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How Much Do You Actually Know About Vaginas?

Are you a certified ~vagenius~? Take the quiz to find out.

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    Robyn Mackenzie via Thinkstock / Getty
    Robyn Mackenzie via Thinkstock / Getty
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    The vulva is the exterior part of the female genitalia — it's basically everything you can see. The cervix is on the inside, whereas the vaginal opening, the labia majora, and the clitoris are all visible from the outside.

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    tr3gi for Thinkstock / Getty
    tr3gi for Thinkstock / Getty
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    The average vagina when unaroused is about 3 to 4 inches deep...but it can expand to roughly twice that size during sex! More on that here.

  3. 3. True or false?

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    Fuse for Thinkstock / Getty
    Fuse for Thinkstock / Getty
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    You can’t tell if a person is a virgin by doing a hymen check. Some people aren’t born with hymens, and some people’s hymens break or go away before they ever have sex (like by inserting tampons, going horseback riding, and for other reasons). Along those lines, some women bleed the first time they have sex, but not everyone does. So checking to see if a woman has bled after sex is ALSO not a good way to tell if she was a virgin.

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    David Corneliu for Thinkstock / Getty
    David Corneliu for Thinkstock / Getty
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    In a nationally representative study of 3,800 women between the ages of 18 and 60, roughly half the women said they'd ever used a vibrator for masturbation, and 20% said they'd used one within the past month.

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    dtv2 for Thinkstock / Getty
    dtv2 for Thinkstock / Getty
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    YEP. This is according to a study of 6,151 men and women who were asked to self-report how often they have orgasms. Lesbian women reported more orgasms than straight women and bisexual women. One possible theory is that straight and bisexual women may spend disproportionately more time focusing primarily on penetration, while lesbian women may participate in a greater range of sex acts during sex. Other research has shown that the greater number of sex acts that happen during a sexual encounter, the more likely it is for a woman to reach orgasm (meaning that you have better odds with oral + manual stimulation + penetration than with penetration alone, for instance, since you're looking at three sex acts vs. just one). More on all that here and here.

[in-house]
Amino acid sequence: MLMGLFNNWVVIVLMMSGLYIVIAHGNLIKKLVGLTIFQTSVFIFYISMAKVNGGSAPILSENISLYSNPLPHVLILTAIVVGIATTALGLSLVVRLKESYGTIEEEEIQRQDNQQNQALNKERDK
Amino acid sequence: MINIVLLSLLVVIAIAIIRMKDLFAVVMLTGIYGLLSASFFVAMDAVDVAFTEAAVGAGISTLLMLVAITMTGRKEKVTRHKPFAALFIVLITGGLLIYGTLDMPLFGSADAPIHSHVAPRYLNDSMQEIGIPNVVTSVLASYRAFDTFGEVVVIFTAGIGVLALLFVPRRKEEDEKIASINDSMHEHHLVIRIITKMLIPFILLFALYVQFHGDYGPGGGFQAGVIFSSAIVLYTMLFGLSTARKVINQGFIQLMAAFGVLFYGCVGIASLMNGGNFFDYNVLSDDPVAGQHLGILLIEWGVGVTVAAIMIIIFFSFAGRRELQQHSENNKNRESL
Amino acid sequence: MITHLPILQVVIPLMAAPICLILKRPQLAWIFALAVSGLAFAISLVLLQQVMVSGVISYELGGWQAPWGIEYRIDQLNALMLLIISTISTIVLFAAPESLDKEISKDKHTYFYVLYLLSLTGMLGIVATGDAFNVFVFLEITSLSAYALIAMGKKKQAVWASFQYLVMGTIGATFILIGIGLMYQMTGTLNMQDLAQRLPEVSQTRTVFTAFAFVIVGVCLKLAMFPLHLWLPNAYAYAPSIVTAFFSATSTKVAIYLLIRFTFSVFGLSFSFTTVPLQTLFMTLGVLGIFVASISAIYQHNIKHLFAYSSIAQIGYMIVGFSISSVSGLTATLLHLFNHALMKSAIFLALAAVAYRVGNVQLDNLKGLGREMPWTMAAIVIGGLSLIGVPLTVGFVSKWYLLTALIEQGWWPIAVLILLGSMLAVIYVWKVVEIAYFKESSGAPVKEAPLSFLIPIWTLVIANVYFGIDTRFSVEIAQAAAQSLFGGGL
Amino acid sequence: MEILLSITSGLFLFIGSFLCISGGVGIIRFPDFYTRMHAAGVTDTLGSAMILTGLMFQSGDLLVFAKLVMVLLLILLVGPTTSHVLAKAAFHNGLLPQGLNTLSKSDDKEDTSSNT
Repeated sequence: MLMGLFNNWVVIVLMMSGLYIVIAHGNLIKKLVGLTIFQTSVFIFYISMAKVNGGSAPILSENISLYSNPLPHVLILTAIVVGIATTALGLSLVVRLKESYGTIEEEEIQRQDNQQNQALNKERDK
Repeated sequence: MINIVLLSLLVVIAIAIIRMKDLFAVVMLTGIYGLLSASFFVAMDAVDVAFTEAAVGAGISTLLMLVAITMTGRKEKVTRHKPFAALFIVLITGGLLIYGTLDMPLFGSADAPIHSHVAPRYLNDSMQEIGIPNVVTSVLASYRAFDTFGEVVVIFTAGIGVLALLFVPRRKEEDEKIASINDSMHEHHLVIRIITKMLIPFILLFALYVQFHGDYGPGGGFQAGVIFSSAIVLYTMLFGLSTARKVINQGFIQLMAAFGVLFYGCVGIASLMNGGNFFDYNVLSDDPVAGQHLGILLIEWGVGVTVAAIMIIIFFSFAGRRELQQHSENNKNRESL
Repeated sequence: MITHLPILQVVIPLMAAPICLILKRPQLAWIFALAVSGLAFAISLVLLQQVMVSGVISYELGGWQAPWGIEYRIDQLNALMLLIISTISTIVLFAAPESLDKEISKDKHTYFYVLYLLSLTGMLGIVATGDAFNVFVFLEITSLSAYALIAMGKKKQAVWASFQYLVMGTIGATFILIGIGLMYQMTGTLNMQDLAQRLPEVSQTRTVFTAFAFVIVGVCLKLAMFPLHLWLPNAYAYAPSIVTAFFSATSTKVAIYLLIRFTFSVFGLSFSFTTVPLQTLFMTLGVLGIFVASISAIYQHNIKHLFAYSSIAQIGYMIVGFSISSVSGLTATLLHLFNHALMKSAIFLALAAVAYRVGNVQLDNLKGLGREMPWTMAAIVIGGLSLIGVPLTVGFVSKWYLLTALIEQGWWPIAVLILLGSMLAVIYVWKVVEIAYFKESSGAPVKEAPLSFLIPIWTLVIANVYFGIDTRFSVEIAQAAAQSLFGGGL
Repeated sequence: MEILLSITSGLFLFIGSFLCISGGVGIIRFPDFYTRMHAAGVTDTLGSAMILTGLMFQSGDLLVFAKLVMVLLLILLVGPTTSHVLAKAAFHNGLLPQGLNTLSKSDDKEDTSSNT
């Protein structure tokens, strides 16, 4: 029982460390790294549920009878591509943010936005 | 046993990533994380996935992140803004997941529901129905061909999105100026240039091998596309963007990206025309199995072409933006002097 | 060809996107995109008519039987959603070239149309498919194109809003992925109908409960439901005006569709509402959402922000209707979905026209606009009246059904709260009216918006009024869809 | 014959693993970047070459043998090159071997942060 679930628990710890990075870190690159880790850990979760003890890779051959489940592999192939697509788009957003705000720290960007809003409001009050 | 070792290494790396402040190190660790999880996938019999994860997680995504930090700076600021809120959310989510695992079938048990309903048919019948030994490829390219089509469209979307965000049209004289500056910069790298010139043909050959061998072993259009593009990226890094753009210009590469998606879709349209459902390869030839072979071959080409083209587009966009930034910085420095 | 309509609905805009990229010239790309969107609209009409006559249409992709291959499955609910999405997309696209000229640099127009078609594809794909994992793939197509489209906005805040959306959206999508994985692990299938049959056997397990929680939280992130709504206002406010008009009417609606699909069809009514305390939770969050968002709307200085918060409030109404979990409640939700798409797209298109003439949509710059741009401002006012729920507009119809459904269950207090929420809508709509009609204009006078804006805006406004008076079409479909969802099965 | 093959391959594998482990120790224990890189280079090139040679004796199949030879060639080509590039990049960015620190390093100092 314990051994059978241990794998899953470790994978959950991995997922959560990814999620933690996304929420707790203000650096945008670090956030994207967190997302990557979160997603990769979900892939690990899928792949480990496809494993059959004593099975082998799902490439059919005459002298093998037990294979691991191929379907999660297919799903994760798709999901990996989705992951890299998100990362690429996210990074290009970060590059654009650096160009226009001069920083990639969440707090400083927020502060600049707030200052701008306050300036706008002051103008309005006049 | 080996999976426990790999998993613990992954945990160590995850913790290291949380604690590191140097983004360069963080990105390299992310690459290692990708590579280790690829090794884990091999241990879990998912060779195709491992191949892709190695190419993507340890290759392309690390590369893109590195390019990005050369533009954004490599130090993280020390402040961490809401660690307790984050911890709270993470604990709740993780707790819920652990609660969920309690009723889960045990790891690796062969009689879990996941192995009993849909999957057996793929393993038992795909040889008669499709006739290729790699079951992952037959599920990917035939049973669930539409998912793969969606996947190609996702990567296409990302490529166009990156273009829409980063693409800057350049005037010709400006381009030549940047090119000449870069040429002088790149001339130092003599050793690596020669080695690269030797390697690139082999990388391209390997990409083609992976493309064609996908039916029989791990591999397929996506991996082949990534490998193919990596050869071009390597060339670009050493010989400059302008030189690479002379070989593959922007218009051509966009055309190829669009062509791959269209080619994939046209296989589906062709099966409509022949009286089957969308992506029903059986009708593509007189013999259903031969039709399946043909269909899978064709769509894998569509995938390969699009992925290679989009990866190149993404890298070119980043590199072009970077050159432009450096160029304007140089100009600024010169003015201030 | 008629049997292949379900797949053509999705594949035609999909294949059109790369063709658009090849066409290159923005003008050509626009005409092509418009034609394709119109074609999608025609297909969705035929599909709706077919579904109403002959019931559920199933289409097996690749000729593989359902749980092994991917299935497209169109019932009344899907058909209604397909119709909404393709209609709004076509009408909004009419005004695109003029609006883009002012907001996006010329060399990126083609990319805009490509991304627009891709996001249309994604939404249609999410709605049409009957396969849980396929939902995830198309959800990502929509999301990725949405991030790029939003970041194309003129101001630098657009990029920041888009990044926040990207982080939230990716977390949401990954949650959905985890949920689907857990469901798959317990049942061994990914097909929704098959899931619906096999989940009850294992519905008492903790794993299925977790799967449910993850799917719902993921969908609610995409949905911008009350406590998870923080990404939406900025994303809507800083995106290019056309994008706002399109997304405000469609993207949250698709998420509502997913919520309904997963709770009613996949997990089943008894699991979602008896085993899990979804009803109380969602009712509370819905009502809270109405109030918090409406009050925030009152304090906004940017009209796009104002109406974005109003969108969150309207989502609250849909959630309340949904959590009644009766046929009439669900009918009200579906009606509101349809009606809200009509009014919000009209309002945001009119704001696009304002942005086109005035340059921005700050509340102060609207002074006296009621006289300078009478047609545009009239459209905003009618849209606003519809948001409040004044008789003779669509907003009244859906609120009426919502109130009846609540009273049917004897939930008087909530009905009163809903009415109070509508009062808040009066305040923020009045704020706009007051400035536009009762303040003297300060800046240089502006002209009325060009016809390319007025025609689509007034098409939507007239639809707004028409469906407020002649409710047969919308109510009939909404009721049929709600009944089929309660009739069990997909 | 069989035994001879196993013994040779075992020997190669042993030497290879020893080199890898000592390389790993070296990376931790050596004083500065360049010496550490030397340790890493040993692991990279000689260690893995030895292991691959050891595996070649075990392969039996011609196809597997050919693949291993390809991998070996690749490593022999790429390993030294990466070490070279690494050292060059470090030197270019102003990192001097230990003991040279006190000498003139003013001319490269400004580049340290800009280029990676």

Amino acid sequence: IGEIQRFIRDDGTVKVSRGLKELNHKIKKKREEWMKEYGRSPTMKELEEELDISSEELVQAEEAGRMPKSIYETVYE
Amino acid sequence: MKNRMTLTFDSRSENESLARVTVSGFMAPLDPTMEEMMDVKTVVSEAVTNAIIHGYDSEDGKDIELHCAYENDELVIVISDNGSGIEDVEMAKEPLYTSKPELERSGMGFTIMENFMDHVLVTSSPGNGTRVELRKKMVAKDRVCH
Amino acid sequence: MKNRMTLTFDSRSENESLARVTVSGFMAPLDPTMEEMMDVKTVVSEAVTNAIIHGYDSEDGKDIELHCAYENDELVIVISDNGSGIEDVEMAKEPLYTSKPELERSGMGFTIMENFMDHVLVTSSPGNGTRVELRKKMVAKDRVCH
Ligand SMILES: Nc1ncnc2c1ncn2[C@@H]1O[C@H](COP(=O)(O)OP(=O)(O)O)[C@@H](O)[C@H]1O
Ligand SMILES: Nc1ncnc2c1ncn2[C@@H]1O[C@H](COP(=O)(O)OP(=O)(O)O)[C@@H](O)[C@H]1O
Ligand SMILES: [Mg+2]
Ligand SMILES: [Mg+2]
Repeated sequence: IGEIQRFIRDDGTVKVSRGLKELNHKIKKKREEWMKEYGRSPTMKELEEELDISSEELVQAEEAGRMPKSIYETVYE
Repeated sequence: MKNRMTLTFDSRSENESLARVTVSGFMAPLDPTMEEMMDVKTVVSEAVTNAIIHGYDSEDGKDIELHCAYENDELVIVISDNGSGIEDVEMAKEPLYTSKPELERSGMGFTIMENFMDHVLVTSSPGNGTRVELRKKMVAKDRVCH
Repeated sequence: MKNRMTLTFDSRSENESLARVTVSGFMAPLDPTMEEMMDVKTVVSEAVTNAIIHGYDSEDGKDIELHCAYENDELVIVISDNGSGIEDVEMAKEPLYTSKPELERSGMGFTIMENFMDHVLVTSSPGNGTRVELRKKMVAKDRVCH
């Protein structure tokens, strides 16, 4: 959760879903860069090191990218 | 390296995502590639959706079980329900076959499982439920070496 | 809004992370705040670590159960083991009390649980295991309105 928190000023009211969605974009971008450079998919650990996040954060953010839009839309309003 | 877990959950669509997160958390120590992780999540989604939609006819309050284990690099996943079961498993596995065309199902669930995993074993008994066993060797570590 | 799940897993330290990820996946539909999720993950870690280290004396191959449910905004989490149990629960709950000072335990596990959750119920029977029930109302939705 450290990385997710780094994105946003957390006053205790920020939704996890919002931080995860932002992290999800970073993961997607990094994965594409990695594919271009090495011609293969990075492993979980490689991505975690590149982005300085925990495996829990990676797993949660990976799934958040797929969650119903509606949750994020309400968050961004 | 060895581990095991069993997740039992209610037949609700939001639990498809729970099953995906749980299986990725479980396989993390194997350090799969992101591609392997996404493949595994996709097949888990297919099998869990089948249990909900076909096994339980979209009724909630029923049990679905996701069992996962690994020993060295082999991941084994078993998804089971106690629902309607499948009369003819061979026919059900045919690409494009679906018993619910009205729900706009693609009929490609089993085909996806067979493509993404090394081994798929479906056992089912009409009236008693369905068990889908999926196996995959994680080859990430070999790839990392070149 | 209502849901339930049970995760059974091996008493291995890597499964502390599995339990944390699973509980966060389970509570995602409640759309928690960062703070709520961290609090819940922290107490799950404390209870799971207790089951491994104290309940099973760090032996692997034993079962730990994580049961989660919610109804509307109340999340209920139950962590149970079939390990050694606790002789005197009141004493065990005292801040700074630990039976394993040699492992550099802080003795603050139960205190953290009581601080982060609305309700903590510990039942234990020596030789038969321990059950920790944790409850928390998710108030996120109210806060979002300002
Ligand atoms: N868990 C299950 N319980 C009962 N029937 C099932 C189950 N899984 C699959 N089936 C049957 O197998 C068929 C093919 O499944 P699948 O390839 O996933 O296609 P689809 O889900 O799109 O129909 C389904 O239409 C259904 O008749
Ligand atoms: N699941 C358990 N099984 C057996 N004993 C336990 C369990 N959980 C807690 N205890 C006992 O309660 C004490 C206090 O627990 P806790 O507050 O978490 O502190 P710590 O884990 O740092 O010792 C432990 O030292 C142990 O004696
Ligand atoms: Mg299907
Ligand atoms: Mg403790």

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    Purestock for Thinkstock / Getty
    Purestock for Thinkstock / Getty
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    IUDs and implants are both more than 99% effective at preventing pregnancy — better than any other method. That said, they don't protect you against STIs, so be sure to get tested and communicate about safe sex with your partner. Learn about the many different types of birth control here.

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    Stockbyte for Thinkstock / Getty
    Stockbyte for Thinkstock / Getty
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    You should wait at least six weeks to have penetrative sex after giving birth (or longer than that if you’re still feeling pain or discomfort). The six-week window has to do with how long you typically need to heal to avoid infection. But you can engage in other non-penetrative sexual activities before six weeks, if you’re really up to it and careful about it. More on that here.

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    maury75 for Thinkstock / Getty
    maury75 for Thinkstock / Getty
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    Even if you’ve had a C-section, you'll still need to wait at least six weeks before you have sex — the point is to reduce your risk of infection and allow your body time to heal.

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    tamara_kulikova for Thinkstock / Getty
    tamara_kulikova for Thinkstock / Getty
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    You may think of the clitoris as the small visible button-shaped part that you can (sometimes) see. But research indicates that the clitoris might have branches that extend down underneath the skin, along each side of the vulva, kind of in a wishbone shape.

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    Saiva Liepiņa for Thinkstock / Getty
    Saiva Liepiņa for Thinkstock / Getty
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    People don’t pee out their vaginas. They pee from their urethras. More on that here.

    Alice Mongkongllite for BuzzFeed / Via buzzfeed.com
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    Purestock for Thinkstock / Getty
    Purestock for Thinkstock / Getty
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    Vaginas are self-cleaning, and they definitely don’t need to be “pH balanced” by douching. In fact, douching can be incredibly bad for vaginal health — there’s an association between douching and pelvic inflammatory disease, which is an infection that can lead to scarring, ectopic pregnancy, and infertility. Douching can even leave you more susceptible to STDs. Learn how to clean your vagina PROPERLY here.

 
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